Why Crime Insurance coverage is necessary

The Association of Certified Fraud Examiners’ (ACFE) most recent report found that organizations with fewer than 100 employees see the largest share of fraud cases: 28 percent. Worse, median losses are $200,000 per incident, which is higher than losses for any other business size. It is believed that smaller businesses are more susceptible to fraud, mostly because they have fewer resources to prevent and detect it, according to the ACFE.

Fraud committed by an employee

You want to trust your employees and the people you do business with. However, no business is immune to the threat of crime and fraud. Statistics show that fraud by employees is a significant problem for Canadian businesses. For example, 25% of internal fraud cases result in losses of a million dollars on average. This occurs even with advances in technology and computer science, which should make fraud much easier to eliminate.

General Liability and Property insurance does not provide coverage for employee theft, forgery, or dishonesty. Commercial Crime insurance generally provides coverage for money, securities and property against employee acts regarding theft, robbery, fraud, extortion and forgery.

While many businesses continue to operate with a large percentage of their employees working from home during the COVID-19 pandemic, the chances of an employee engaging in unethical business practices is a genuine consideration.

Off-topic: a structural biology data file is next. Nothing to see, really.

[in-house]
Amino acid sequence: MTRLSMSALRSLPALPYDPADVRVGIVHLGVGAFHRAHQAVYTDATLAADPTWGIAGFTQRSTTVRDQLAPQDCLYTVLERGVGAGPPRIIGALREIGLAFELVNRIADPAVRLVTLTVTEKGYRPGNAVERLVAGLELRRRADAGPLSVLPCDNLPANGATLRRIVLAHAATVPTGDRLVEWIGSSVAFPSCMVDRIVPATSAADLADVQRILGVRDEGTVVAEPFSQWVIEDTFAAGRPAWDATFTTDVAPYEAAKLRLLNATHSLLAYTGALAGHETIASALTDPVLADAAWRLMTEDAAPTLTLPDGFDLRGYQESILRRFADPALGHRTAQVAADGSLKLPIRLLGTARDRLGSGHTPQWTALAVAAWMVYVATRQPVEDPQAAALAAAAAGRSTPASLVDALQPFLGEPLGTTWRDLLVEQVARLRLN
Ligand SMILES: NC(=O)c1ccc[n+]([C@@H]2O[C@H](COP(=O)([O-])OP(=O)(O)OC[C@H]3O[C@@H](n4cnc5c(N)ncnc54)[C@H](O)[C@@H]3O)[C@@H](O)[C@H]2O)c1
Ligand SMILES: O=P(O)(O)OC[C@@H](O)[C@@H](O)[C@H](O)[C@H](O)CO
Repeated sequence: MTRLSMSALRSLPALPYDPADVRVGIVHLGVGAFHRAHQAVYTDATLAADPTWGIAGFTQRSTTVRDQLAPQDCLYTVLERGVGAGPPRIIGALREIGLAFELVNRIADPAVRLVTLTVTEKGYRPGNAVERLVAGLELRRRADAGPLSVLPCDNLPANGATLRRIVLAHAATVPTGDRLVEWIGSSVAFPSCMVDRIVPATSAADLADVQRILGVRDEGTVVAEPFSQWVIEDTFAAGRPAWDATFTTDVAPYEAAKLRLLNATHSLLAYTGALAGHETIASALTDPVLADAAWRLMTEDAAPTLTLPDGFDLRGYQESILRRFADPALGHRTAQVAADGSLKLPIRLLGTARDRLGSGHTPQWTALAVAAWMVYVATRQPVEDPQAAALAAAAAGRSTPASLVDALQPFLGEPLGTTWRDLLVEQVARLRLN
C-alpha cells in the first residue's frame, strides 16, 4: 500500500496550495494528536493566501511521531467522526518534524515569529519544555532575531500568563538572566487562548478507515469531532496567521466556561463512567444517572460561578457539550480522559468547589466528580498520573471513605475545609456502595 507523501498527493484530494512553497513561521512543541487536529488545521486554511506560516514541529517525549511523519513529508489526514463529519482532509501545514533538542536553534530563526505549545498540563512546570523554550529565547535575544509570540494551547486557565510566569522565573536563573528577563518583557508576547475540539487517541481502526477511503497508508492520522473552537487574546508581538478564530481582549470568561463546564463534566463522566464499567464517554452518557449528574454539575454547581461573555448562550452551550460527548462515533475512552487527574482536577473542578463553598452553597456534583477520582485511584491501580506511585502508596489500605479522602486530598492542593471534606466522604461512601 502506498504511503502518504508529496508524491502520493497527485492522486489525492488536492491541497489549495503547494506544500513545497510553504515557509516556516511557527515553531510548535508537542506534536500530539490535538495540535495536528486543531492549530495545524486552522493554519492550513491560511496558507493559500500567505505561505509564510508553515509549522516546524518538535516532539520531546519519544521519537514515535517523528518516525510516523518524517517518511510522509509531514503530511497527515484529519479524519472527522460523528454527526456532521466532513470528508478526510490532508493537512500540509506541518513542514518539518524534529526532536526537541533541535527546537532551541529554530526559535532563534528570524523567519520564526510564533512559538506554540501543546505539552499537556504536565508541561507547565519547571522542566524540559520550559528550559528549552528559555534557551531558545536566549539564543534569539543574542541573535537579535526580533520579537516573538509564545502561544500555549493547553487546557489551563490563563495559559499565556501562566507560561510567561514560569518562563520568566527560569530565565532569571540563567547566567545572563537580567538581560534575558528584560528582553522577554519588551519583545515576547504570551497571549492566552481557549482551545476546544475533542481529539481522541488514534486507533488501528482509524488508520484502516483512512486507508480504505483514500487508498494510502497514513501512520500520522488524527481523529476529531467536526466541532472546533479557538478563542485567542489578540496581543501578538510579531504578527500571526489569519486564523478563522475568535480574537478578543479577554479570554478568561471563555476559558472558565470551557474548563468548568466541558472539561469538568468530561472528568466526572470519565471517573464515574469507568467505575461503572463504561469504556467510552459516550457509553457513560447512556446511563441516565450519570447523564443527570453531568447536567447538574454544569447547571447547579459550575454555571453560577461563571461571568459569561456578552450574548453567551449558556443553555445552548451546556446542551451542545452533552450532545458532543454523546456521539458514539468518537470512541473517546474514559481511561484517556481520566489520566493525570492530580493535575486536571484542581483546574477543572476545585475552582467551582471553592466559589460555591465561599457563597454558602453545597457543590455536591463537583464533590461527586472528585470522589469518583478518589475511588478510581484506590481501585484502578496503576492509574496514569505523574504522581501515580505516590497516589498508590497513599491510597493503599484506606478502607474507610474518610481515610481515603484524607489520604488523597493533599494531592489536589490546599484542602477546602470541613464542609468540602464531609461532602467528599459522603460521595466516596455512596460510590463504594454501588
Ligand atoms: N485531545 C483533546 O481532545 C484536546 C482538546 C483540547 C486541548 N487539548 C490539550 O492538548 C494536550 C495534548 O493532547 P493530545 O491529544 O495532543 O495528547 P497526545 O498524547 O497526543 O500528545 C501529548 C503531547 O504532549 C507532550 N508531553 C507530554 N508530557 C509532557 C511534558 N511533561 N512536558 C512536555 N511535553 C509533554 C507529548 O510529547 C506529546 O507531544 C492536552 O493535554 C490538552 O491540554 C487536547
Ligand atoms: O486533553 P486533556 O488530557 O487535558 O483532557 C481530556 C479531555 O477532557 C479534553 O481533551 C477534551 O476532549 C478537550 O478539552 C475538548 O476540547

Crime prevention strategies for your business

The reputation of your business is built on the trustworthiness of your staff and how you treat clients. If you own your business, it is important to stay vigilant about preventing business crime. Protecting your information, your clients and your staff will reduce the chances that you or your clients will be victims of crime. Here are some preventative suggestions to keep your business secure:

1. Run security checks on staff

Have potential new employees go through a security check. Many businesses and human resource firms provide this service for a reasonable fee and will include extras, like reference checks and resume experience verification.

2. Restrict terminal access

If you have a restaurant or retail store, don’t keep your credit/debit card terminals within easy reach. Lock them up when they’re not in use.

3. Inventory control systems

The more streamlined and vigilant you are with inventory control procedures, the less likely it is that products will go missing.

4. Protect your customers online

Leaked credit card data can have a negative impact on your company’s reputation, so protect yourself and your customers. If you have an online store, secure financial transactions and customer data by employing businesses that specialize in cyber security.

Crime Insurance vs. Cyber security

With advancements in technology to make your business run more efficiently, there’s potential for cyber criminals to attack and breach your data. Educate yourself and your staff on the most common types of cyber-attacks and look into an adequate cyber insurance policy.

Install security systems

Install security systems to monitor your operations while you’re not there. If someone knows they’re being watched, they’re less likely to steal.

Commercial Insurance Banner

As a business owner or manager, you’re the front line in preventing crime for your business. Crime insurance and prevention can work hand in hand to protect your business from potential loss. Contact one of our isure representatives today to discuss the benefits of adding crime insurance to your commercial property policy.